MANCHESTER, NH — Between the tweets (often far funnier and more insightful than the candidates’ comments!), the chatter (a constant eavesdropping temptation) and a certain delicious marinated chicken sandwich (thank you, CNN!), I confess I was a little distracted last night in the media room. But it seems every time I found myself spellbound by the debate screen, I was staring at Rep. Michele Bachmann. Former Massachusetts Gov. Mitt Romney also deserves the mentions he’ll undoubtedly receive: On almost every subject, he spoke even more deftly than expected.

I’m not alone in my assessment. An early National Journal insider poll shows politicos favoring Romney and Bachmann by large pluralities:

Former Massachusetts Gov. Mitt Romney made the best impression among Republican political operatives, campaign consultants, and party strategists during the first half of the CNN GOP New Hampshire presidential debate according to a special National Journal Political Insiders Poll conducted while the debate was in progress. Rep. Michele Bachmann of Minnesota was also off to a good start.

Insiders were asked, “In the first half of the debate, which candidate impressed you the most?” Among the 52 GOP Insiders who responded, 42 percent said that Romney had impressed the most and 31 percent said Bachmann had.

Among the 43 Democratic Insiders who responded, 38 percent of them said Bachmann had been the most impressive while 28 percent said Romney was.

Some tweeters have already dismissed this positive view of Romney and Bachmann as “conventional wisdom” or a reflection of some kind of RINO ideology. But I don’t think that’s fair. As The Washington Post’s Ezra Klein (someone with whom I very rarely agree!) put it on Twitter: “Romney’s polish was perhaps to be expected. But Bachmann is much newer to politics than much of the field. Her ease is impressive.” Even if it might represent conventional wisdom to laud Romney, to recognize Bachmann as a top performer tonight is just to speak truth. She nailed the fiscal issues (here, her comments bore particular credibility because of the uncompromising position she occupied during the TARP debate). She nailed the social issues with rousing references to God-given inalienable rights and to states’ prerogative to determine certain policies. She even nailed the opportunity she was given in the lightning foreign policy round.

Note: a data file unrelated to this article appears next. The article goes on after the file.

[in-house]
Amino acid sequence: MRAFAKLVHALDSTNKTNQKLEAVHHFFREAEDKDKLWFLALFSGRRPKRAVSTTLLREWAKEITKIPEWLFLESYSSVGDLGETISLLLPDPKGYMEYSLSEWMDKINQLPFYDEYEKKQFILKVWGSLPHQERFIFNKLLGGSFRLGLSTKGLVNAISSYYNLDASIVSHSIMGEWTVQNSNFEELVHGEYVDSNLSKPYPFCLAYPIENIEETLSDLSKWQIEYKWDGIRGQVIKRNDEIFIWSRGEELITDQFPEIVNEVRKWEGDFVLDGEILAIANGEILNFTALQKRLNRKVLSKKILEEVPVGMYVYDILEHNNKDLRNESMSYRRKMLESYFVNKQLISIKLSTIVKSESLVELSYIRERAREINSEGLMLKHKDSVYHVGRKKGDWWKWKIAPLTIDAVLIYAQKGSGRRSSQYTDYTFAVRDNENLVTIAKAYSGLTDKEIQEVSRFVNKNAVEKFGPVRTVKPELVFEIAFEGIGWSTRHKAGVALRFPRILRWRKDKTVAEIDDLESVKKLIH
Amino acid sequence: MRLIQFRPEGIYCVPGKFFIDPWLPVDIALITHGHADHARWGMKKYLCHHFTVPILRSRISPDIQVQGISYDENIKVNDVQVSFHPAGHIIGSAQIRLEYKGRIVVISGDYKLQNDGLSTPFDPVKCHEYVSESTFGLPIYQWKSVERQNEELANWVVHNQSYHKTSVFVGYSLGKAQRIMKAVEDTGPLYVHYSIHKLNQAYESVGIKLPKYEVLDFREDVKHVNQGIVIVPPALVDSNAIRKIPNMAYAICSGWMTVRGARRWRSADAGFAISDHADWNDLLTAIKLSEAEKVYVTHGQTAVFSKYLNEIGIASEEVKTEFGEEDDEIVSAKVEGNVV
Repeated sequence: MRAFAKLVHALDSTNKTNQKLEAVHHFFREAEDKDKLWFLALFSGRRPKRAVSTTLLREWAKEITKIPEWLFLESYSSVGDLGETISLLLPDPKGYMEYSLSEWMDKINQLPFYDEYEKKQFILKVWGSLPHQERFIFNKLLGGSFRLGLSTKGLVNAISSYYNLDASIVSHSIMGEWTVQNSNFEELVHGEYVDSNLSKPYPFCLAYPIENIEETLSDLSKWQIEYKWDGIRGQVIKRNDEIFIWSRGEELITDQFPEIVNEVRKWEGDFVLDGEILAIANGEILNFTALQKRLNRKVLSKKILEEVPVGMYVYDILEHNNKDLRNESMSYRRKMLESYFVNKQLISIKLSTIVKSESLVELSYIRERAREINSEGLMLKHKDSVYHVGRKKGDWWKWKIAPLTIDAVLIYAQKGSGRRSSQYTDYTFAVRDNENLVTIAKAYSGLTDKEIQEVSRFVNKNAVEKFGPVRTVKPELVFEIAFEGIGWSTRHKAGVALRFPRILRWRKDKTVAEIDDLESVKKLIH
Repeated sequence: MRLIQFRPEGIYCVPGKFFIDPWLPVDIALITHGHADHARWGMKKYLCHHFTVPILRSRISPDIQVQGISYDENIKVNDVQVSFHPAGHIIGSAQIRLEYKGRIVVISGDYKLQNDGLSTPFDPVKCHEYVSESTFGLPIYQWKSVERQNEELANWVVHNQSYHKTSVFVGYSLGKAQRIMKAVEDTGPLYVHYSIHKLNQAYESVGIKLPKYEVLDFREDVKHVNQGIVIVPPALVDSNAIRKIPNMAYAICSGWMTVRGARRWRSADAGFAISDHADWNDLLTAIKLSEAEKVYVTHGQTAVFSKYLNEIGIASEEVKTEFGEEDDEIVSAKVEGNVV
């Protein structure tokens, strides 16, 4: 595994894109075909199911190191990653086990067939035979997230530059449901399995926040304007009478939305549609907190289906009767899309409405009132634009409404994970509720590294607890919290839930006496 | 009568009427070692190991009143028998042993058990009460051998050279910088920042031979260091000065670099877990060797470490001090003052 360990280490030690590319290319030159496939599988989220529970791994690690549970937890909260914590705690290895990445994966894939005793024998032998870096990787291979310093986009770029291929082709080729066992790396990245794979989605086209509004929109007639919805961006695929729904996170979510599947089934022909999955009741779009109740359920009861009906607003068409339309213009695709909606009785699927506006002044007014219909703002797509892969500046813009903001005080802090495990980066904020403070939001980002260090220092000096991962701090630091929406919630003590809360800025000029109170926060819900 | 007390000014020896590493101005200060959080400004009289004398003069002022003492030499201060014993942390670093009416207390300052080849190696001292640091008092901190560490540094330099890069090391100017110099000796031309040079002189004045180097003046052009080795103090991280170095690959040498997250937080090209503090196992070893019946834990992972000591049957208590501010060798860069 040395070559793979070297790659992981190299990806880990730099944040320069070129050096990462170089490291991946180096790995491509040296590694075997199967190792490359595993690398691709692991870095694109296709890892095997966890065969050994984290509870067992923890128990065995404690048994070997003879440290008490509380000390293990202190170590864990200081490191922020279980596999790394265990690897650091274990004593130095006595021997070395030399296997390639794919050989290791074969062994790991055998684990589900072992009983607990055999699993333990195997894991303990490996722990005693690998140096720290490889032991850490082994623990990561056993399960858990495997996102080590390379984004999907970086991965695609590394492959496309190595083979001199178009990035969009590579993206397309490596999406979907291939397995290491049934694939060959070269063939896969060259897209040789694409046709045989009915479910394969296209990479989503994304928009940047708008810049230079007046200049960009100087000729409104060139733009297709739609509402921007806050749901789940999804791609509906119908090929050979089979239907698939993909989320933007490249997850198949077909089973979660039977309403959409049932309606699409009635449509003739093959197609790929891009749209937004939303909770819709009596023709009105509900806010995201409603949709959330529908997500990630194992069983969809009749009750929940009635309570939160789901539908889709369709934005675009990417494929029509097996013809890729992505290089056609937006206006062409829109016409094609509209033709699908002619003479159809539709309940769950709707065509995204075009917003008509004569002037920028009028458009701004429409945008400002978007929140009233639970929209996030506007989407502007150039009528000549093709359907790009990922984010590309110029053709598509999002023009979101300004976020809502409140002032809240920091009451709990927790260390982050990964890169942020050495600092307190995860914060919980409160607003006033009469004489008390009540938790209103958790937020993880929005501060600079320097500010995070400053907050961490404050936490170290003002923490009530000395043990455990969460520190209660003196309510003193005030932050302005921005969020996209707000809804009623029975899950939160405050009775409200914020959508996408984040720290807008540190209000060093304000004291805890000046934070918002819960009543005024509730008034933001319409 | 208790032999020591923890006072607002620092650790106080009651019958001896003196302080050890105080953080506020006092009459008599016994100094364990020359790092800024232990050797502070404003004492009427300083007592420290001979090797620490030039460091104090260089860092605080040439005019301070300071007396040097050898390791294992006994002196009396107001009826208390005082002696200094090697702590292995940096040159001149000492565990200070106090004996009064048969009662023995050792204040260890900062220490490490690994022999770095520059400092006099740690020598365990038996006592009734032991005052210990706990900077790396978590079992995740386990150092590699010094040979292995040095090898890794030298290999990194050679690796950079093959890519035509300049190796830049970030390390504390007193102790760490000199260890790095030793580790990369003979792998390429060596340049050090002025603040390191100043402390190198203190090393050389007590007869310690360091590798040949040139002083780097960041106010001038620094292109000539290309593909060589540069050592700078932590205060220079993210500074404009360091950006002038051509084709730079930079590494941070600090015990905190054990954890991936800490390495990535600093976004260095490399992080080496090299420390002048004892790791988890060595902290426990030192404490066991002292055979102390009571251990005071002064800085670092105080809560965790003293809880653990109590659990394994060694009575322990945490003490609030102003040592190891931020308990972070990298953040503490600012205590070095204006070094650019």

Her message resonated because, as her spokeswoman Alice Stewart put it, “she knows what people are talking about at the breakfast table.” It seems she really does.

That’s not to say she deserves no criticism. At times, she pandered. She announced her presidential announcement — and not even in her introductory remarks, but after the first question. She touted the introduction of bills as definitive accomplishments. (She’s right to mention her repeal bills — just not to make them sound filed and finished). She turned a tender and precious personal accomplishment into somewhat of a talking point.

But, by and large, she demonstrated the poise for which she should be known. Now that I think about it, it’s actually a little surprising her performance tonight comes as a surprise: When, at Tea Party rallies or on the House floor, has she not been relatively eloquent?

That’s the catch, though: The debate revealed Romney’s refinement and Bachmann’s sparkle. It reduced the rest of the candidates to a cluster of individuals for whom cliched descriptions of tonight’s performance are sufficient (so much so that I don’t even want to do the conventional rundown and reduce still-solid candidates who merely underperformed last night to words like “underwhelming,” “vague,” or “a little better/worse than last time’). But the splashy CNN debate format, insufficient answer time and shortchanging of substantive questions ensured viewers learned little else of worth to distinguish the candidates from one another than who performed best under pressure.

Debates alone can’t and won’t determine the GOP nominee (hate to say it, but plenty of pragmatic factors are still at issue — money, experience and again with the electability), but the spectacle was still an enjoyable one — not least because, in terms of the policy answers the candidates did give, the GOP field tonight revealed itself to be anything but a weak one.